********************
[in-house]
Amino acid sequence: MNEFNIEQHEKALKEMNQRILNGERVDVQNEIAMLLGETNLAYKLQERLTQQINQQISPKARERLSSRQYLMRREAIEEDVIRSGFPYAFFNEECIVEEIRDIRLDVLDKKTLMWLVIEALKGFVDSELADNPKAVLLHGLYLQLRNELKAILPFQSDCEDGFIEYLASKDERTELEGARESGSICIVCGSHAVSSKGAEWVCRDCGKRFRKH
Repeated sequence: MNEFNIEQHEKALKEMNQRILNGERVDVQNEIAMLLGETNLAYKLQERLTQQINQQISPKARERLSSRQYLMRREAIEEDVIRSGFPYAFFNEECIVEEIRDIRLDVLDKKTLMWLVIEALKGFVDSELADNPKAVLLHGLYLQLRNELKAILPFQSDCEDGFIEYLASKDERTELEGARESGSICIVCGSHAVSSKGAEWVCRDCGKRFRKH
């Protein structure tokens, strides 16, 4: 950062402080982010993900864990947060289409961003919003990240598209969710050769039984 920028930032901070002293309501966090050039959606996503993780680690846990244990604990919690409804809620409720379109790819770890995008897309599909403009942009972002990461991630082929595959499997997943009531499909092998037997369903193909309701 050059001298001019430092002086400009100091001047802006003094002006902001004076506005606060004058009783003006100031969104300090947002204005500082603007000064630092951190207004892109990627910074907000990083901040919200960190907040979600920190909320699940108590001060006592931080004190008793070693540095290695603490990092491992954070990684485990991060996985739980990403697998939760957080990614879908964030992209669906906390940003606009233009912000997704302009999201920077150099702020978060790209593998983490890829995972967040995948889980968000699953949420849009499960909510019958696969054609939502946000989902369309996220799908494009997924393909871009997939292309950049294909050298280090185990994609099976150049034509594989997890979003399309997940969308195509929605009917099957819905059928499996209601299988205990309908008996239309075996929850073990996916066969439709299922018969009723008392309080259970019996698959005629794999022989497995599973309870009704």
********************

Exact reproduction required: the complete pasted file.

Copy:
[in-house]
Amino acid sequence: MNEFNIEQHEKALKEMNQRILNGERVDVQNEIAMLLGETNLAYKLQERLTQQINQQISPKARERLSSRQYLMRREAIEEDVIRSGFPYAFFNEECIVEEIRDIRLDVLDKKTLMWLVIEALKGFVDSELADNPKAVLLHGLYLQLRNELKAILPFQSDCEDGFIEYLASKDERTELEGARESGSICIVCGSHAVSSKGAEWVCRDCGKRFRKH
Repeated sequence: MNEFNIEQHEKALKEMNQRILNGERVDVQNEIAMLLGETNLAYKLQERLTQQINQQISPKARERLSSRQYLMRREAIEEDVIRSGFPYAFFNEECIVEEIRDIRLDVLDKKTLMWLVIEALKGFVDSELADNPKAVLLHGLYLQLRNELKAILPFQSDCEDGFIEYLASKDERTELEGARESGSICIVCGSHAVSSKGAEWVCRDCGKRFRKH
């Protein structure tokens, strides 16, 4: 950062402080982010993900864990947060289409961003919003990240598209969710050769039984 920028930032901070002293309501966090050039959606996503993780680690846990244990604990919690409804809620409720379109790819770890995008897309599909403009942009972002990461991630082929595959499997997943009531499909092998037997369903193909309701 050059001298001019430092002086400009100091001047802006003094002006902001004076506005606060004058009783003006100031969104300090947002204005500082603007000064630092951190207004892109990627910074907000990083901040919200960190907040979600920190909320699940108590001060006592931080004190008793070693540095290695603490990092491992954070990684485990991060996985739980990403697998939760957080990614879908964030992209669906906390940003606009233009912000997704302009999201920077150099702020978060790209593998983490890829995972967040995948889980968000699953949420849009499960909510019958696969054609939502946000989902369309996220799908494009997924393909871009997939292309950049294909050298280090185990994609099976150049034509594989997890979003399309997940969308195509929605009917099957819905059928499996209601299988205990309908008996239309075996929850073990996916066969439709299922018969009723008392309080259970019996698959005629794999022989497995599973309870009704």